While some audits can be automated, this is not the case with cleaning audits. One way to significantly speed up the process is to use an online form builder to build a list of items that need to be inspected (instead of relying on pen and paper). This way, data can be collected and recorded via a mobile device and the report can be generated automatically. 

A successful cleaning audit entails four steps.

1. Prepare for the audit

The first step in preparing for a cleaning audit is assembling a team of qualified individuals who understand the facility’s specific cleaning requirements. This team typically comprises facility management, experienced cleaning staff, and sometimes even third-party experts. 

Setting clear objectives is crucial for the success of the cleaning audit. These objectives focus the audit process and establish benchmarks for measuring success.

Building a detailed audit checklist that covers all areas and aspects of cleaning within the facility will ensure that nothing is overlooked. It will serve as a road map for the audit, guiding the team systematically through each area of inspection.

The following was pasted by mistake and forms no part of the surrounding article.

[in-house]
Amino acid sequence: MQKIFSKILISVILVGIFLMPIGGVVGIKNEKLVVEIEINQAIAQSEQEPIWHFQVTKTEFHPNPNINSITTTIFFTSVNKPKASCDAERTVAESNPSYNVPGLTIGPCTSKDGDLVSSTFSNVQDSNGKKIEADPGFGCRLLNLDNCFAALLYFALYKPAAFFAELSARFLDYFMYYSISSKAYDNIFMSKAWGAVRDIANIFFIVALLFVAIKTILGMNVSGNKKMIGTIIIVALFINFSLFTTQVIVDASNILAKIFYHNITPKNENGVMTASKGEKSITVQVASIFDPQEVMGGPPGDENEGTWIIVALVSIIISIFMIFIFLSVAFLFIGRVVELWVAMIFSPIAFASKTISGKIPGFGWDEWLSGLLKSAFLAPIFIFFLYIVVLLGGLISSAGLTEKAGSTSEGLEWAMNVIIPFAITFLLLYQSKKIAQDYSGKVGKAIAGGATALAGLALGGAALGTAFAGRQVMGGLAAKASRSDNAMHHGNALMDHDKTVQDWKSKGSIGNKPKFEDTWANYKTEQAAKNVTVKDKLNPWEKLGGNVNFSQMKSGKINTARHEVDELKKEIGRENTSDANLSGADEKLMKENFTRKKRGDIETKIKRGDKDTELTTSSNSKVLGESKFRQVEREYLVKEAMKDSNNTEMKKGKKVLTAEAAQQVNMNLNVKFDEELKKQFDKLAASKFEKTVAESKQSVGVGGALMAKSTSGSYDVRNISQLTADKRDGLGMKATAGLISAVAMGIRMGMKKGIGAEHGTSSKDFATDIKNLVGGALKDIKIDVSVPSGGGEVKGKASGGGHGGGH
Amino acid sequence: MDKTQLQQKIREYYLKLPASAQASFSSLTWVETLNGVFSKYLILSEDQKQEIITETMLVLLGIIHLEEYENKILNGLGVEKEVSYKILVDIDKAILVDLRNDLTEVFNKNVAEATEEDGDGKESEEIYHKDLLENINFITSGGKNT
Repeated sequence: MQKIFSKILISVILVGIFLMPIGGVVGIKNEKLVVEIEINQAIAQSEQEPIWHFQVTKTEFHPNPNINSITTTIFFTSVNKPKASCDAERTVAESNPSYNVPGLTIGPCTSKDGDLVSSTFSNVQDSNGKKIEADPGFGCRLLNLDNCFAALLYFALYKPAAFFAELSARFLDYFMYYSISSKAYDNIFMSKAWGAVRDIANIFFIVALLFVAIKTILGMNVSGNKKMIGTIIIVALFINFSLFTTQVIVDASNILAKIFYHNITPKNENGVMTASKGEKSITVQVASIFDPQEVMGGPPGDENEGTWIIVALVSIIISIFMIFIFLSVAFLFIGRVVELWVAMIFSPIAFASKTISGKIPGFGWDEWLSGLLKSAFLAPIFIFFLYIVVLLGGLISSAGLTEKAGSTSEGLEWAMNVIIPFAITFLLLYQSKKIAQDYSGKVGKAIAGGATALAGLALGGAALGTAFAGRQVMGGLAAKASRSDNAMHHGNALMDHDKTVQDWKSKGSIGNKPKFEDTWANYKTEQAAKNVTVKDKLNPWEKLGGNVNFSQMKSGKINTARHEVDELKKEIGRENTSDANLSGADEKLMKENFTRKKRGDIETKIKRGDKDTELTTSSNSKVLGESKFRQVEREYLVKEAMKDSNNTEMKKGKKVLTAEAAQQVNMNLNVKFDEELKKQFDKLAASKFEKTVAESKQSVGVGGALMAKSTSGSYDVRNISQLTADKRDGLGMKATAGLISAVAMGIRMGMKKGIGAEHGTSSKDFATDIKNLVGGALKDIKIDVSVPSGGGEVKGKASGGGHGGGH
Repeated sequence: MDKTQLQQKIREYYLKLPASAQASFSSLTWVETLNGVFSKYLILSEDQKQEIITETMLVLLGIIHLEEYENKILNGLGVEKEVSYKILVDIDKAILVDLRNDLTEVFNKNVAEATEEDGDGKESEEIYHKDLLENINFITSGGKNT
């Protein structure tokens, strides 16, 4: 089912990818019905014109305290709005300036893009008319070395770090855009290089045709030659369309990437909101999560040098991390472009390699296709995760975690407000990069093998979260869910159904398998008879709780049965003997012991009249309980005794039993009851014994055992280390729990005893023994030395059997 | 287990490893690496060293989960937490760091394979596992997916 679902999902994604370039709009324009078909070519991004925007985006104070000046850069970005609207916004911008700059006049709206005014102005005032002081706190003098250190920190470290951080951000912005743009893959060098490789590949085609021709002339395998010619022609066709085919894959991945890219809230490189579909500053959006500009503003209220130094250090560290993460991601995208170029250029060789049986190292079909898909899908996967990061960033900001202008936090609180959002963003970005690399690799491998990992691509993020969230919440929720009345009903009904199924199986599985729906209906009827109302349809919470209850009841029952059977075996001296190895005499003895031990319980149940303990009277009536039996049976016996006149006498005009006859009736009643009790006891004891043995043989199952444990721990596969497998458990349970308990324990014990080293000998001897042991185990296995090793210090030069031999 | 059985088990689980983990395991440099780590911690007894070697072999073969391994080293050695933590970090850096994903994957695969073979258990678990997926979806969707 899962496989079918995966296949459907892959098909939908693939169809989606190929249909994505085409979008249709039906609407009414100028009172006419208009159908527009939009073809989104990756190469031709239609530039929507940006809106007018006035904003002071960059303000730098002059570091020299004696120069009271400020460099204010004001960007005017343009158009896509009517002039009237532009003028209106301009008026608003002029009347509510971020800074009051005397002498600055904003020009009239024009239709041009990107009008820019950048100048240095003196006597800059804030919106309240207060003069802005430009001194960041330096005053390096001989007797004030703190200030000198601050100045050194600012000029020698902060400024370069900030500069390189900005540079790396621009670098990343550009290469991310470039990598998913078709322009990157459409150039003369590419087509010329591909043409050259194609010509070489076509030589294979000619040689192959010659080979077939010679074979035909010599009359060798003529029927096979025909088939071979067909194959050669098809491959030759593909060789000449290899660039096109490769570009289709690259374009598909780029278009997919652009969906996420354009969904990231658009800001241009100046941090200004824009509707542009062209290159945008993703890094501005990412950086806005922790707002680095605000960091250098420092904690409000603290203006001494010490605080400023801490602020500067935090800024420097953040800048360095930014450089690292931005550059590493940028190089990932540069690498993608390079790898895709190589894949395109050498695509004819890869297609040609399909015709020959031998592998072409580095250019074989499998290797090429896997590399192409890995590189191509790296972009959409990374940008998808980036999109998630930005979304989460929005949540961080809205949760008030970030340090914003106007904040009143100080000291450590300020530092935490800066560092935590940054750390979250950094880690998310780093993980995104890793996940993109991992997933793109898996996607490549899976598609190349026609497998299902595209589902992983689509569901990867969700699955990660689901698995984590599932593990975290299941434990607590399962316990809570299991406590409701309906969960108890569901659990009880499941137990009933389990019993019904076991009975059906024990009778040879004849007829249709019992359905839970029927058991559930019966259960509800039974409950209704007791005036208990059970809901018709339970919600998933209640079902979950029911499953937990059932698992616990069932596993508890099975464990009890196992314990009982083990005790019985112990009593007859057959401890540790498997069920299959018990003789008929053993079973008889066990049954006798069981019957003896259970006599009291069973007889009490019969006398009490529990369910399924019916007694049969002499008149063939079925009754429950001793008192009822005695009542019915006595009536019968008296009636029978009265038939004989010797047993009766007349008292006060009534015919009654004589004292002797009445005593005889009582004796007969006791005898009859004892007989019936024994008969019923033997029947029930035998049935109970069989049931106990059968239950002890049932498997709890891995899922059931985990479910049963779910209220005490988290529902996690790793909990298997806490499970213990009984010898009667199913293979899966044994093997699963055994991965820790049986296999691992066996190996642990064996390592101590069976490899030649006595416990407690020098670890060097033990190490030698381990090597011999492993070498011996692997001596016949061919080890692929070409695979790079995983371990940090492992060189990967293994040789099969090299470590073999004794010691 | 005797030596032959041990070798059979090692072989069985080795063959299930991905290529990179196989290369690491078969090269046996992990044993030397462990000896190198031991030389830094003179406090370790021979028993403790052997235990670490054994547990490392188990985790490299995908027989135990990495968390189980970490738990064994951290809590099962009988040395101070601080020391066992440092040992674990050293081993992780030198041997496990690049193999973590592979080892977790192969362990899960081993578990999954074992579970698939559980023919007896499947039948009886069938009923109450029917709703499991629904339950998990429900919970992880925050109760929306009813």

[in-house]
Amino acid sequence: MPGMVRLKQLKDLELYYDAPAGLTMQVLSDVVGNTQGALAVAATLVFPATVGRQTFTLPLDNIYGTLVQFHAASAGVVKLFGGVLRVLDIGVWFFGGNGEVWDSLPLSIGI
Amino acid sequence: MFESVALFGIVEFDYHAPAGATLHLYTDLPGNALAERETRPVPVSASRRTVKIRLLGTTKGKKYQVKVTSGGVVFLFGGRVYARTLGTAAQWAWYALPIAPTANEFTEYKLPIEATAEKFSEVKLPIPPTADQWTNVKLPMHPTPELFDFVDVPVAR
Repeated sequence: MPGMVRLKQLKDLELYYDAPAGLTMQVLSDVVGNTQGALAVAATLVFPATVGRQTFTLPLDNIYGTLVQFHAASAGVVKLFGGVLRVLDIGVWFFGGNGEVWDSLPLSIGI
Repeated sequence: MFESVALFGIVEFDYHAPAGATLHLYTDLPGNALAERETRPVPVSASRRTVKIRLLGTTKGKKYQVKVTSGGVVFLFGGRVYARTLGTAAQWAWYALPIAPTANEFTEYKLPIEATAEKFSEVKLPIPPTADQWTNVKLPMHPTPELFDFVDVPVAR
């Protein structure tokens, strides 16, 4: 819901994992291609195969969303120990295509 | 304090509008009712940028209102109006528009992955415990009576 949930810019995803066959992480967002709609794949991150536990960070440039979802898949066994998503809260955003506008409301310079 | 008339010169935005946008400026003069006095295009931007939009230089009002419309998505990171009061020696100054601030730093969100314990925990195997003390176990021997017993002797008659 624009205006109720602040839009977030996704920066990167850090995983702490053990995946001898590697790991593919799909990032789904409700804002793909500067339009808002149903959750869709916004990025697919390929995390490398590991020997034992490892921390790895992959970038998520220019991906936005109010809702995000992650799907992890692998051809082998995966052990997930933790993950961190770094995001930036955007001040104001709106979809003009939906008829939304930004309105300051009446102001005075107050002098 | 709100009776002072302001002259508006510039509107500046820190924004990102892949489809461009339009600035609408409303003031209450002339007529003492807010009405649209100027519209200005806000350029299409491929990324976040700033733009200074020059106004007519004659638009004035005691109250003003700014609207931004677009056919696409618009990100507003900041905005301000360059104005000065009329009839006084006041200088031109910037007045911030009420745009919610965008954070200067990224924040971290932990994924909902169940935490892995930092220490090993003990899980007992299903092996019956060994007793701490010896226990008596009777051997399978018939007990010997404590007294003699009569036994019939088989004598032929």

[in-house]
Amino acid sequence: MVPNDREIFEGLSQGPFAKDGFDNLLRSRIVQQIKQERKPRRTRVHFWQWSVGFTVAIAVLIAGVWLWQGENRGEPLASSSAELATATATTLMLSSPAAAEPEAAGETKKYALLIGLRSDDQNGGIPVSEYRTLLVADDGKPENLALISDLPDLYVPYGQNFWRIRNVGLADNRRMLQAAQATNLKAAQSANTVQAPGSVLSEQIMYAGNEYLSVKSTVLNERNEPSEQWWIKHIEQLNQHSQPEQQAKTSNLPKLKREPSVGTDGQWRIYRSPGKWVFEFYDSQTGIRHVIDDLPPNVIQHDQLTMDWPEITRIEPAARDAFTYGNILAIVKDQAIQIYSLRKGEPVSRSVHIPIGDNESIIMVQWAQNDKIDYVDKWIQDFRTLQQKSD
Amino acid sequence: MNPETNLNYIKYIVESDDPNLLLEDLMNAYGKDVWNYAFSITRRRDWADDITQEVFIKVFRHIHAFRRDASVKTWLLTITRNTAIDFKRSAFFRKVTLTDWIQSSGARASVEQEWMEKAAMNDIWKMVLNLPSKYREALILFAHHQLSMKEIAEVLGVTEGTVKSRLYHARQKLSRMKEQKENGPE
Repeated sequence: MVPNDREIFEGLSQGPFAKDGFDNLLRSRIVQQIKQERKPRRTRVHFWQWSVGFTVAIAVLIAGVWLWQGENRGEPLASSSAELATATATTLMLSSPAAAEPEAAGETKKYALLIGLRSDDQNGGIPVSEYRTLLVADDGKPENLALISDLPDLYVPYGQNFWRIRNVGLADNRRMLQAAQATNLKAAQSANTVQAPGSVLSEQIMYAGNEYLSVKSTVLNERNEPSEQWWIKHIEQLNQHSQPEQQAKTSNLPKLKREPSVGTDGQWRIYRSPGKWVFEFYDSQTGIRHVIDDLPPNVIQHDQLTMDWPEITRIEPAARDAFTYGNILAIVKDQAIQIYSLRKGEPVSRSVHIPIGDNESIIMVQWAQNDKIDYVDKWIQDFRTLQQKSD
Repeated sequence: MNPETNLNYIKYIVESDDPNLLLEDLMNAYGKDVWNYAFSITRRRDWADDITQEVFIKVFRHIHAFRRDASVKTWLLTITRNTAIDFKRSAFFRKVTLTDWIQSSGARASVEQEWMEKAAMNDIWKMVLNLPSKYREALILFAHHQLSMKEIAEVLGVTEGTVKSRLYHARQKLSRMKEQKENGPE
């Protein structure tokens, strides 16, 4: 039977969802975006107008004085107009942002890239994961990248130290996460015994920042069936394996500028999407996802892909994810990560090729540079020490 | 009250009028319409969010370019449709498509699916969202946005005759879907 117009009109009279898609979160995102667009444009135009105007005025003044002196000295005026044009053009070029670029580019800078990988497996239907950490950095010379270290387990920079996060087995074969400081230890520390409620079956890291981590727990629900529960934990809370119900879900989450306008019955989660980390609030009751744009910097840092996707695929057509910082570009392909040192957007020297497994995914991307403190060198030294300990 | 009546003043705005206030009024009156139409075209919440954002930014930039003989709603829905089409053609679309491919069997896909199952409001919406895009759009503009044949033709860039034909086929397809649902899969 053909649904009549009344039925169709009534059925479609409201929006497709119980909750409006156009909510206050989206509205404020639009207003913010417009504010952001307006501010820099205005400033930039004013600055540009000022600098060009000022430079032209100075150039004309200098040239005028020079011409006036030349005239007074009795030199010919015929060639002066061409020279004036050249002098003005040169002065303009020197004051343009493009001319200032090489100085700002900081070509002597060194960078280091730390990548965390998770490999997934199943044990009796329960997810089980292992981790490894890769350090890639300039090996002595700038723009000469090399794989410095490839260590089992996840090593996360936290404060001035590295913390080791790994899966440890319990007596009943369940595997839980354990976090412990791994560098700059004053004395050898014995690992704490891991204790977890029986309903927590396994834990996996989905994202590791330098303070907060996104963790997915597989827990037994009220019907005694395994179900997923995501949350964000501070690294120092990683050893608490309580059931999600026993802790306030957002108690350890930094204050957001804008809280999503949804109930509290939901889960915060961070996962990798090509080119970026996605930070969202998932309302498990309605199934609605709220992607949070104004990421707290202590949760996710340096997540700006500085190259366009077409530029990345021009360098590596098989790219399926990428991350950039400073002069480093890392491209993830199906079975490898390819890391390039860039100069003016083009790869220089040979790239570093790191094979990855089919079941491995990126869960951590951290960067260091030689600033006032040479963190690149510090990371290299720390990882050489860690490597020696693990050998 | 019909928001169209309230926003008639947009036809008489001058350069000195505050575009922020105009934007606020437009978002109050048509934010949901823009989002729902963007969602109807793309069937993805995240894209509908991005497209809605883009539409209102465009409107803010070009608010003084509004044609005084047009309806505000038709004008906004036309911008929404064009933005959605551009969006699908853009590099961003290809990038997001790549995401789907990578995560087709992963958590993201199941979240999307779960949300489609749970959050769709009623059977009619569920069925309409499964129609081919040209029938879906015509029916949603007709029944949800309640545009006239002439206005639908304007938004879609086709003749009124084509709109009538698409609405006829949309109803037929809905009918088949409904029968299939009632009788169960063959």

Allocating the necessary resources—including time, personnel, and tools—is also vital for conducting an effective audit. This allocation ensures that the audit team has everything required to carry out a thorough evaluation and minimizes disruptions to the facility’s regular operations.

Scheduling the audit at an appropriate time and communicating it effectively to all stakeholders ensures minimal disruption to the facility’s operations and prepares staff for the audit. 

2. Execute the audit

During the audit, an individual or a team will conduct on-site evaluations, which involve a thorough examination of cleaning practices, equipment, and the state of cleanliness throughout various parts of the facility. 

Accurately and comprehensively documenting the findings is a critical part of the audit process. This includes taking detailed notes and photographs to substantiate the observations, as records are vital for reviewing the audit results and formulating improvement strategies.

Engaging with the custodial staff during the audit provides valuable insights into the practical aspects of the cleaning processes. Their input can reveal operational challenges and gaps in best practices that may not be immediately apparent. This approach leads to a more comprehensive understanding of the facility’s cleaning operations.

3. Analyze the results